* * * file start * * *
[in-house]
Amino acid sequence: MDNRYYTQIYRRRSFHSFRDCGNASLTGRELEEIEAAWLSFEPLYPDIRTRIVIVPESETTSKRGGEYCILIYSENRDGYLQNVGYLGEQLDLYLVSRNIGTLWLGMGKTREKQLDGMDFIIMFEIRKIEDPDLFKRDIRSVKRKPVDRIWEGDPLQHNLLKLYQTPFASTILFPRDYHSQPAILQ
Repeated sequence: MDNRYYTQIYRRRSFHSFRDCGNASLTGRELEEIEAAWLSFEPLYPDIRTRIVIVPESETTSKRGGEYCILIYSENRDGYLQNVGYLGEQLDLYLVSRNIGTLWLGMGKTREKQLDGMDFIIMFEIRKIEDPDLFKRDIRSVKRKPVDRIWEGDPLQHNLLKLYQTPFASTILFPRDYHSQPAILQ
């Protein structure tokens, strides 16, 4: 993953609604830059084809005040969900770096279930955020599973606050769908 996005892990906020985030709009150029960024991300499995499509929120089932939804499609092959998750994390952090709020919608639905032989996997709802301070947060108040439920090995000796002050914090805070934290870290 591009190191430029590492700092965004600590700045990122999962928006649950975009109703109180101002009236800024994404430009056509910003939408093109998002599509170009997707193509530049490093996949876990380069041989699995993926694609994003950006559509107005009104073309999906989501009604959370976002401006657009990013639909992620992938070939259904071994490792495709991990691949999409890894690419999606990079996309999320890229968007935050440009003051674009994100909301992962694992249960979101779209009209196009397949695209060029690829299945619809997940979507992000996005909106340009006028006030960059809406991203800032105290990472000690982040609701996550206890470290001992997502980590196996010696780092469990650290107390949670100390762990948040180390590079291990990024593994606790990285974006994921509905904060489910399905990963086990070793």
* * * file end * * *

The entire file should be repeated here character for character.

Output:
[in-house]
Amino acid sequence: MDNRYYTQIYRRRSFHSFRDCGNASLTGRELEEIEAAWLSFEPLYPDIRTRIVIVPESETTSKRGGEYCILIYSENRDGYLQNVGYLGEQLDLYLVSRNIGTLWLGMGKTREKQLDGMDFIIMFEIRKIEDPDLFKRDIRSVKRKPVDRIWEGDPLQHNLLKLYQTPFASTILFPRDYHSQPAILQ
Repeated sequence: MDNRYYTQIYRRRSFHSFRDCGNASLTGRELEEIEAAWLSFEPLYPDIRTRIVIVPESETTSKRGGEYCILIYSENRDGYLQNVGYLGEQLDLYLVSRNIGTLWLGMGKTREKQLDGMDFIIMFEIRKIEDPDLFKRDIRSVKRKPVDRIWEGDPLQHNLLKLYQTPFASTILFPRDYHSQPAILQ
């Protein structure tokens, strides 16, 4: 993953609604830059084809005040969900770096279930955020599973606050769908 996005892990906020985030709009150029960024991300499995499509929120089932939804499609092959998750994390952090709020919608639905032989996997709802301070947060108040439920090995000796002050914090805070934290870290 591009190191430029590492700092965004600590700045990122999962928006649950975009109703109180101002009236800024994404430009056509910003939408093109998002599509170009997707193509530049490093996949876990380069041989699995993926694609994003950006559509107005009104073309999906989501009604959370976002401006657009990013639909992620992938070939259904071994490792495709991990691949999409890894690419999606990079996309999320890229968007935050440009003051674009994100909301992962694992249960979101779209009209196009397949695209060029690829299945619809997940979507992000996005909106340009006028006030960059809406991203800032105290990472000690982040609701996550206890470290001992997502980590196996010696780092469990650290107390949670100390762990948040180390590079291990990024593994606790990285974006994921509905904060489910399905990963086990070793």